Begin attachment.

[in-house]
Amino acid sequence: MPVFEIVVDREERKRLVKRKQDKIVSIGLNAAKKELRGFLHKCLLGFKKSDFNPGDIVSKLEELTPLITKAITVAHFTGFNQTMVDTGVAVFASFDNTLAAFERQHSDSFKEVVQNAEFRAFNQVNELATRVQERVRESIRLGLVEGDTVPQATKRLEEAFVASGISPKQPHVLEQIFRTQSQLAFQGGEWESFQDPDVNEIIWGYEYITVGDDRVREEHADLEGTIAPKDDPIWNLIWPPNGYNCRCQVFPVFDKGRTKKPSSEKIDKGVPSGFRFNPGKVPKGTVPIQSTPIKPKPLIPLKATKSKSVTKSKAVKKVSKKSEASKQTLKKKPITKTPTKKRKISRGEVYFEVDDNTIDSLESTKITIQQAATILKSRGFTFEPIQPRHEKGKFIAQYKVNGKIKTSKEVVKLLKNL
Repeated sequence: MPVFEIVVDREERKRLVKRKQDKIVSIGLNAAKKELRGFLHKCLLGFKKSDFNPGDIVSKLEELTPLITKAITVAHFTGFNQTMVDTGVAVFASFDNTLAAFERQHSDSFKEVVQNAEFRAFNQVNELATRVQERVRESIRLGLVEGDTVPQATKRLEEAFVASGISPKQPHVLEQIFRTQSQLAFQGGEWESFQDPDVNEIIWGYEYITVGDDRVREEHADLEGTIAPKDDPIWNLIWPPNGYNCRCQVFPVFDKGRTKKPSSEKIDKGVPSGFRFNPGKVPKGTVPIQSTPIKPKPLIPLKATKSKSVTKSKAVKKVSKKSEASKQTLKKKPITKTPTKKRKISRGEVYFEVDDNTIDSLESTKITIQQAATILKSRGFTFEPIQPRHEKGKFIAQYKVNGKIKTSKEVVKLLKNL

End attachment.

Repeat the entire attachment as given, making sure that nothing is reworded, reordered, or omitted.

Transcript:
[in-house]
Amino acid sequence: MPVFEIVVDREERKRLVKRKQDKIVSIGLNAAKKELRGFLHKCLLGFKKSDFNPGDIVSKLEELTPLITKAITVAHFTGFNQTMVDTGVAVFASFDNTLAAFERQHSDSFKEVVQNAEFRAFNQVNELATRVQERVRESIRLGLVEGDTVPQATKRLEEAFVASGISPKQPHVLEQIFRTQSQLAFQGGEWESFQDPDVNEIIWGYEYITVGDDRVREEHADLEGTIAPKDDPIWNLIWPPNGYNCRCQVFPVFDKGRTKKPSSEKIDKGVPSGFRFNPGKVPKGTVPIQSTPIKPKPLIPLKATKSKSVTKSKAVKKVSKKSEASKQTLKKKPITKTPTKKRKISRGEVYFEVDDNTIDSLESTKITIQQAATILKSRGFTFEPIQPRHEKGKFIAQYKVNGKIKTSKEVVKLLKNL
Repeated sequence: MPVFEIVVDREERKRLVKRKQDKIVSIGLNAAKKELRGFLHKCLLGFKKSDFNPGDIVSKLEELTPLITKAITVAHFTGFNQTMVDTGVAVFASFDNTLAAFERQHSDSFKEVVQNAEFRAFNQVNELATRVQERVRESIRLGLVEGDTVPQATKRLEEAFVASGISPKQPHVLEQIFRTQSQLAFQGGEWESFQDPDVNEIIWGYEYITVGDDRVREEHADLEGTIAPKDDPIWNLIWPPNGYNCRCQVFPVFDKGRTKKPSSEKIDKGVPSGFRFNPGKVPKGTVPIQSTPIKPKPLIPLKATKSKSVTKSKAVKKVSKKSEASKQTLKKKPITKTPTKKRKISRGEVYFEVDDNTIDSLESTKITIQQAATILKSRGFTFEPIQPRHEKGKFIAQYKVNGKIKTSKEVVKLLKNL